But it makes even less sense that Mom would get to pick a situation outside the clear bounds of the order (an unlicensed unbonded provider) ahead of a situation clearly IN BOUNDS --Dad



  • Wed, May 9 2012 11:55 AM In reply to

    • Drew
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    Re: Parent is trying to go against custody agreement papers

    And as a matter of reference I doubt a 15 year old could meet the requirements for a license in MO--I think it reads provider must be 18 as a starting point.



  • Wed, May 9 2012 1:10 PM In reply to

    • lmbc
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    Re: Parent is trying to go against custody agreement papers

    The child support already covers daycare. It was established when she was not school age, so it actually allots for more daycare than what is normally needed for the school year. I disagree that I need to find a viable option, as she had one, but failed to consult me in enough time to know what the plans would be for the summer. She didn't even really 'consult' me at all. She told me about the 15 year old babysitter in hopes I would be ok with it. I'm not. She is fighting tooth and nail for this 15 year old to care for our child and her boyfriend's children, so she literally IS trying to go against the legal papers.

  • Wed, May 9 2012 1:12 PM In reply to

    • lmbc
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    Re: Parent is trying to go against custody agreement papers

    Also, the 15 year old is not, nor could she be, a licensed and bonded child care provider. She is too young to allow for that. Furthermore, I don't know this kid, nor do I know her parents. I wouldn't trust anyone I don't know that isn't licensed and bonded to care for my child. I think that is fair and caters to my child's welfare.

  • Wed, May 9 2012 1:53 PM In reply to

    I gotta disagree

    I doubt a 15 year old is licensed and bonded according to state law. 

  • Wed, May 9 2012 1:59 PM In reply to

    • Drew
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    Re: Parent is trying to go against custody agreement papers

    I happen to think that the order as you post it supports that Mom is about to go off on her own set of rules.

    You strength is in strict attention to the rules as set forth in your order--not waht others think is fair or logical or comonlace.

    Mom apparently has yet to actually violate the rules.

    But I'm a fan of very careful advance paper trails especially when enemy tells me in advance that they intend to violate my rights or the rules. And stick to the facts of the order --who you trust or like or what you think is fair is not the issue --the court order is the one roadmap that counts. Mom is free to request a change--but not to just run amuck

     

    So plan ahead to be able to force the issue to court  the moment she fails to honor the  order as written  and try to keep your hands totally clean --credibility does count.   But if you threaten to zap people with court process you need to be willing to follow thru --otherwise it will only get worse.  And frankly I'd probably get counsel on my team if after two crystal clear letters to mom exercising clear  request for child on all dates in question are rebuffed or ignored.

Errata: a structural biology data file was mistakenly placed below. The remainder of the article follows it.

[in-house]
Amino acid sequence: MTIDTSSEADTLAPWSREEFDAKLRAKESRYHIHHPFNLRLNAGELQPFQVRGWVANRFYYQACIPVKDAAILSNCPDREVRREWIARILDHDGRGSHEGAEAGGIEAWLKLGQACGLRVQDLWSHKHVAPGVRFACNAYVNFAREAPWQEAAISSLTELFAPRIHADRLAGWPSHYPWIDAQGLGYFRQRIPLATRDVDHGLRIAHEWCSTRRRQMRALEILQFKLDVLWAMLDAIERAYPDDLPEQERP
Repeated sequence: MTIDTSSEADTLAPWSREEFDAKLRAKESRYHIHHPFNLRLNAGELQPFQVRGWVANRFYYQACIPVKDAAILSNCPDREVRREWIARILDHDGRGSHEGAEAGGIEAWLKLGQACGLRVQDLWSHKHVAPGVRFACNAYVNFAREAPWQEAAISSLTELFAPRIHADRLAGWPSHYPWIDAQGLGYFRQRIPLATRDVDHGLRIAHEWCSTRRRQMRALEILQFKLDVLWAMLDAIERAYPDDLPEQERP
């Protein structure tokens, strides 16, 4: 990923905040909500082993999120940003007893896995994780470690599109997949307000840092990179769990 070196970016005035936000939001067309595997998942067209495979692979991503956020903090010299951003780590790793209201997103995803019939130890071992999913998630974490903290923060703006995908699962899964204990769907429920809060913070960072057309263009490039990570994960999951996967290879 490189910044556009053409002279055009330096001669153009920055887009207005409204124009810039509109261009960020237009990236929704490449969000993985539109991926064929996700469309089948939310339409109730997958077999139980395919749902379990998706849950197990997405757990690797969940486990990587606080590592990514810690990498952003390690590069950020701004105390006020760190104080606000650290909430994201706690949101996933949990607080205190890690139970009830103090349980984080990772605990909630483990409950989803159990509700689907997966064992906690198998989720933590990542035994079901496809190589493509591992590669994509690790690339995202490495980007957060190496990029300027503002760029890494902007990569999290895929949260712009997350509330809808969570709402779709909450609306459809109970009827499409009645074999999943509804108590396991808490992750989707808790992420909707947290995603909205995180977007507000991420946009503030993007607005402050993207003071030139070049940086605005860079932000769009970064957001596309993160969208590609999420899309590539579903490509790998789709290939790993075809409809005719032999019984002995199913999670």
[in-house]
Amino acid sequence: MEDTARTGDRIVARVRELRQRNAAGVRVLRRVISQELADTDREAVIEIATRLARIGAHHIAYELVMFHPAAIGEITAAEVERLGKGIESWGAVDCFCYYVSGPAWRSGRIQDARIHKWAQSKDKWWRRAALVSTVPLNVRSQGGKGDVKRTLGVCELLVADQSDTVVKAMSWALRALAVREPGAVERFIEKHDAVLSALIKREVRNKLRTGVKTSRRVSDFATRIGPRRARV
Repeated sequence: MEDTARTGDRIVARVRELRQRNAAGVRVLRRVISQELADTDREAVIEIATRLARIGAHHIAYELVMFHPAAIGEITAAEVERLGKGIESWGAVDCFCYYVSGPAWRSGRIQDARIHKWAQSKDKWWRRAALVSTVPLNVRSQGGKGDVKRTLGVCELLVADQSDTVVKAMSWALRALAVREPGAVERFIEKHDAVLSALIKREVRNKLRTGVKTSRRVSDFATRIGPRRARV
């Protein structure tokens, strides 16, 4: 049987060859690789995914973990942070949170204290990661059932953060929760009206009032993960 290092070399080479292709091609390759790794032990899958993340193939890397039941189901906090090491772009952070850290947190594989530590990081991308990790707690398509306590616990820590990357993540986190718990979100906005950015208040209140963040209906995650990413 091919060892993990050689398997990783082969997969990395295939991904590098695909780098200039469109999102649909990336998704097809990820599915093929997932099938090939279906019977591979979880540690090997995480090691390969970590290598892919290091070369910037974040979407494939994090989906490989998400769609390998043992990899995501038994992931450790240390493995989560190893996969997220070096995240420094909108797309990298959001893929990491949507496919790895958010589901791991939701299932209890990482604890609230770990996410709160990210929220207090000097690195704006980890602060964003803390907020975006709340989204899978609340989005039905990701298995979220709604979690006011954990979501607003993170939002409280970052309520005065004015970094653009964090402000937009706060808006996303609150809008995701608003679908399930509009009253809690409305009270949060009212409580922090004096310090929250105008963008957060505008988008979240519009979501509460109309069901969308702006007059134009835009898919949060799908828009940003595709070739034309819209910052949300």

• Wed, May 9 2012 2:04 PM In reply to

    • lmbc
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    Re: Parent is trying to go against custody agreement papers

    I agree that she has yet to violate the order in the sense that our daughter is not yet in the care of an unlicensed provider, but she has gone against the order in the sense that she is making decisions on her own without consulting me. This is not the first time she has made important decisions without consulting me. Would I be correct to believe that her making these types of decisions on her own, which is clearly against the legal papers, establishes a pattern of her disreguard for the legal papers?

  • Wed, May 9 2012 2:12 PM In reply to

    • Drew
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    Re: Parent is trying to go against custody agreement papers

    NO, I can blow smoke all day long but until I actually step over the line  or put it into print that I'm going to step over the line its darn hard to prove that smoke is a violation--you wont win with smoke! And not even a naked statement about my inconsistent plans.

    Now if you keep careful records of all the smoke I blow then if I do step over the line  its going to a whole lot harder for me to convince anybody I made an innocent "whoops" as to the line!

    I think you sorta got to give Mom enough rope to hang herself but you have good records of the entire process and can prove she did so delibertely and you were there with the one clear option/right as per the orcer .



  • Wed, May 9 2012 2:16 PM In reply to

    • lmbc
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    Re: Parent is trying to go against custody agreement papers

    You've recommended sending letters. How do I have proof that these letters have been sent? Even if they are sent registered or with delivery confrimation, there is no proof as to what the letter says.

  • Wed, May 9 2012 2:24 PM In reply to

    • Drew
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    Re: Parent is trying to go against custody agreement papers

    Credibility counts--you send them and keep good copies of everything.

    Some folks might suggest you send them two ways at same time--one by reqular mail and one by  registered/return receipt.  Correct address and return address --Many people duck  registered mail-- in some places to reject registered ail but reqular mail does not come back creates presumption that regular mail got thru.  Me, I'd not rule out a triple cover- phone/ log and double mail  --I don't think there will be much doubt if you do credible set of say 2  sets of attempts to exercise  your rights of visitation.  No extra commentary--if you want--put copies of the order in each letter!  Highlight the relevant parts.